ALCA - FTAA - ZLEA - Contributions from Civil Society - FTAA.soc/civ/120
  Free Trade Area of the Americas - FTAA


Trade Negotiations

Home Countries Sitemap A-Z list Governmental Contact Points


January 26, 2004

riginal: Spanish
Translation: FTAA Secretariat




Name(s) Karen Hansen-Kuhn
Organization(s) Alliance for Responsible Trade, Institute for Agriculture and Trade Policy, Center for International Environmental Law
Country USA

FTAA ENTITIES (Please check the FTAA Entity(ies) addressed in the contribution)

Negotiating Group on Agriculture   Committee of Government Representatives on the Participation of Civil Society  
Negotiating Group on Competition Policy   Consultative Group on Smaller Economies  
Negotiating Group on Dispute Settlement   Technical Committee on Institutional Issues (general and institutional aspects of the FTAA Agreement)  
Negotiation Group on Government Procurement   FTAA Process (check if the contribution is of relevance to all the entities)  
Negotiating Group on Intellectual Property Rights X    
Negotiating Group on Investment      
Negotiating Group on Market Access    
Negotiating Group on Services    
Negotiating Group on Subsidies, Antidumping and Countervailing Rights    

Institute for Agriculture and Trade Policy
2105 First Avenue South
Minneapolis, MN 55404 USA
Tel: 612 870 3410
Fax: 612 870 4846

Life Patenting Proposals in the Draft FTAA Chapter on Intellectual Property Rights

For years, the negotiating documents for the Free Trade Area of the Americas (FTAA) have included a chapter on intellectual property rights (IPR) that, like every other chapter, is full of square brackets indicating disagreement among the participating governments. The new IPR text released August 14 remains almost entirely bracketed: several different options or positions on every issue remain on the negotiating table.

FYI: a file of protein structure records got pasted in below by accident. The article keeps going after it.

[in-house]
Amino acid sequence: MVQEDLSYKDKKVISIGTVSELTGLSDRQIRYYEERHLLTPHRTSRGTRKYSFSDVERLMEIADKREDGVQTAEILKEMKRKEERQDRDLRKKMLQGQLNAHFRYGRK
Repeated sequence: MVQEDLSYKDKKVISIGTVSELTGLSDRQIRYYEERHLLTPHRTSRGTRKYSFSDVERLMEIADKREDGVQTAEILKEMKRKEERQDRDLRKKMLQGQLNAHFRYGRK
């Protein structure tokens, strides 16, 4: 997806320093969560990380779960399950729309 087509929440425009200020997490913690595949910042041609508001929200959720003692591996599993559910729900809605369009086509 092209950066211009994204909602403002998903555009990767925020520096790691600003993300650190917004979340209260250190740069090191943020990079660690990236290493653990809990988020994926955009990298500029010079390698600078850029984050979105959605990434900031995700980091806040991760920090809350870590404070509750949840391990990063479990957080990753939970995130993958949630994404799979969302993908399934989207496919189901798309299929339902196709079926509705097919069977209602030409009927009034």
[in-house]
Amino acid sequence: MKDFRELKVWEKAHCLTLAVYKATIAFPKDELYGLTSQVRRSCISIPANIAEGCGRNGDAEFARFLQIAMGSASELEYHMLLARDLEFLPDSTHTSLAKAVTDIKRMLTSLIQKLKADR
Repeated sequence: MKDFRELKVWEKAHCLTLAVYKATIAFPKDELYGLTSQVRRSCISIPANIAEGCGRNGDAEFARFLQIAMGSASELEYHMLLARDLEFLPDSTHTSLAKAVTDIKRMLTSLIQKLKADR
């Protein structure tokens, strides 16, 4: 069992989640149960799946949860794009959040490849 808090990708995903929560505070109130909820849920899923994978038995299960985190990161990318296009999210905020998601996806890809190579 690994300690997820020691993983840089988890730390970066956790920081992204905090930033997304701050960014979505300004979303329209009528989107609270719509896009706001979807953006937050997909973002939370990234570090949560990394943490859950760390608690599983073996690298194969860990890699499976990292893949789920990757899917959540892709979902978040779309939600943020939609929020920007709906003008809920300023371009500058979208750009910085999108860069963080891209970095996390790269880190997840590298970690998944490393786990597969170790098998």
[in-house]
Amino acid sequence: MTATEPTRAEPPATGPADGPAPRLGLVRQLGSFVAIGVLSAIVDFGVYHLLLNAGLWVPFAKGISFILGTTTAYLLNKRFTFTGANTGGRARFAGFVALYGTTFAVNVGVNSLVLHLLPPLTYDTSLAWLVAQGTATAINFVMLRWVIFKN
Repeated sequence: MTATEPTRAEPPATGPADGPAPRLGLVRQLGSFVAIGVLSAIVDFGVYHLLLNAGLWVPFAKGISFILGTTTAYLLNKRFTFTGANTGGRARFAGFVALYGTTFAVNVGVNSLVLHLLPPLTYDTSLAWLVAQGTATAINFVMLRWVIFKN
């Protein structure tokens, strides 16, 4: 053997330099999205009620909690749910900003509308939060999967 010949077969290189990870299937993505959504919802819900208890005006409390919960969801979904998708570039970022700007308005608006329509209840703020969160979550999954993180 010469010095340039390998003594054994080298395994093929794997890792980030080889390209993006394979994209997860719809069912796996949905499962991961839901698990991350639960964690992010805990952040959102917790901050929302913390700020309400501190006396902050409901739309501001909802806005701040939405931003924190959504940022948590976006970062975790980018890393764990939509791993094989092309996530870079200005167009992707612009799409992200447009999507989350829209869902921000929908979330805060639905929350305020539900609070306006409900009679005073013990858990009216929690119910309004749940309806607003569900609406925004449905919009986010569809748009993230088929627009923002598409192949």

With the patent rules of the World Trade Organization (WTO) serving as a baseline, the IPR proposals in the FTAA range from further tightening the already highly restrictive terms of the WTO Agreement on Trade-Related Aspects of Intellectual Property Rights (TRIPs) to extending considerably greater flexibility than that allowed under TRIPs. However, none of the current proposals would specifically prohibit patents on life, as has been advocated by numerous civil society organizations around the world and the African Group of WTO members.

Prior to the TRIPs Agreement, intellectual property rights (IPRs) – which generally take the form of patents, trademarks or copyrights and grant exclusive monopolies over an invention or other useful knowledge for periods of time ranging from 3-20 years or more – had fallen under the domain of national law. Different countries had different IPR laws, each one a balance between industry’s desire to capitalize on its investments and the rights of society to benefit from the knowledge and resources of the nation. India, for example, denied patents on agricultural and pharmaceutical products, on grounds they are essential to the public welfare – although it did allow patents on the formulae and mechanics of food and drug processing. Brazil and Argentina used their IPR laws to encourage a strong pharmaceutical sector and affordable drugs. Ultimately, each nation’s economic and social development strategy was at stake.